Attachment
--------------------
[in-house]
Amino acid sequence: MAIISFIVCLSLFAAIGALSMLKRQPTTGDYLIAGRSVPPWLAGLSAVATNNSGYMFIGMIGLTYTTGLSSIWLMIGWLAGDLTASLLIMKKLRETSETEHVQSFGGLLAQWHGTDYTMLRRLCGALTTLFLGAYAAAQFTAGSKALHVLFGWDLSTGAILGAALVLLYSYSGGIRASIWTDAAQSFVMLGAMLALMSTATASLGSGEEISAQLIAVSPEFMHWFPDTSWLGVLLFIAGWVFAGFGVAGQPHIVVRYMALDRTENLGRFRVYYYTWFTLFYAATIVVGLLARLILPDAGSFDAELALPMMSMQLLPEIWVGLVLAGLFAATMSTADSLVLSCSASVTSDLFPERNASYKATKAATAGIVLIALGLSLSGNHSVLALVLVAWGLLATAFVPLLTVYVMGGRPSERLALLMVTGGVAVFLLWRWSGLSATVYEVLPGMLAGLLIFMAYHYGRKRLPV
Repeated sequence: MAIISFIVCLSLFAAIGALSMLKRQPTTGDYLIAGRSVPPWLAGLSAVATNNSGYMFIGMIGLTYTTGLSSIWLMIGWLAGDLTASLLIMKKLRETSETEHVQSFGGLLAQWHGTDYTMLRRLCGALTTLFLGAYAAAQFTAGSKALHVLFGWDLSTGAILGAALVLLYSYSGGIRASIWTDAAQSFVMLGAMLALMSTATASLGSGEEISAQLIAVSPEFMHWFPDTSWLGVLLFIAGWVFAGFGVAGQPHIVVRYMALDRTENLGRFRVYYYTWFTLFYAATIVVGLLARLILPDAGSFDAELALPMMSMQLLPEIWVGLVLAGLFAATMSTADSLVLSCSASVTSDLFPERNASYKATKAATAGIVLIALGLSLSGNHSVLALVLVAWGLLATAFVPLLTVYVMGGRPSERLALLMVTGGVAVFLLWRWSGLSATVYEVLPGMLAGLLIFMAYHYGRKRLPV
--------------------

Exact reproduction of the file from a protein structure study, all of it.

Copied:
[in-house]
Amino acid sequence: MAIISFIVCLSLFAAIGALSMLKRQPTTGDYLIAGRSVPPWLAGLSAVATNNSGYMFIGMIGLTYTTGLSSIWLMIGWLAGDLTASLLIMKKLRETSETEHVQSFGGLLAQWHGTDYTMLRRLCGALTTLFLGAYAAAQFTAGSKALHVLFGWDLSTGAILGAALVLLYSYSGGIRASIWTDAAQSFVMLGAMLALMSTATASLGSGEEISAQLIAVSPEFMHWFPDTSWLGVLLFIAGWVFAGFGVAGQPHIVVRYMALDRTENLGRFRVYYYTWFTLFYAATIVVGLLARLILPDAGSFDAELALPMMSMQLLPEIWVGLVLAGLFAATMSTADSLVLSCSASVTSDLFPERNASYKATKAATAGIVLIALGLSLSGNHSVLALVLVAWGLLATAFVPLLTVYVMGGRPSERLALLMVTGGVAVFLLWRWSGLSATVYEVLPGMLAGLLIFMAYHYGRKRLPV
Repeated sequence: MAIISFIVCLSLFAAIGALSMLKRQPTTGDYLIAGRSVPPWLAGLSAVATNNSGYMFIGMIGLTYTTGLSSIWLMIGWLAGDLTASLLIMKKLRETSETEHVQSFGGLLAQWHGTDYTMLRRLCGALTTLFLGAYAAAQFTAGSKALHVLFGWDLSTGAILGAALVLLYSYSGGIRASIWTDAAQSFVMLGAMLALMSTATASLGSGEEISAQLIAVSPEFMHWFPDTSWLGVLLFIAGWVFAGFGVAGQPHIVVRYMALDRTENLGRFRVYYYTWFTLFYAATIVVGLLARLILPDAGSFDAELALPMMSMQLLPEIWVGLVLAGLFAATMSTADSLVLSCSASVTSDLFPERNASYKATKAATAGIVLIALGLSLSGNHSVLALVLVAWGLLATAFVPLLTVYVMGGRPSERLALLMVTGGVAVFLLWRWSGLSATVYEVLPGMLAGLLIFMAYHYGRKRLPV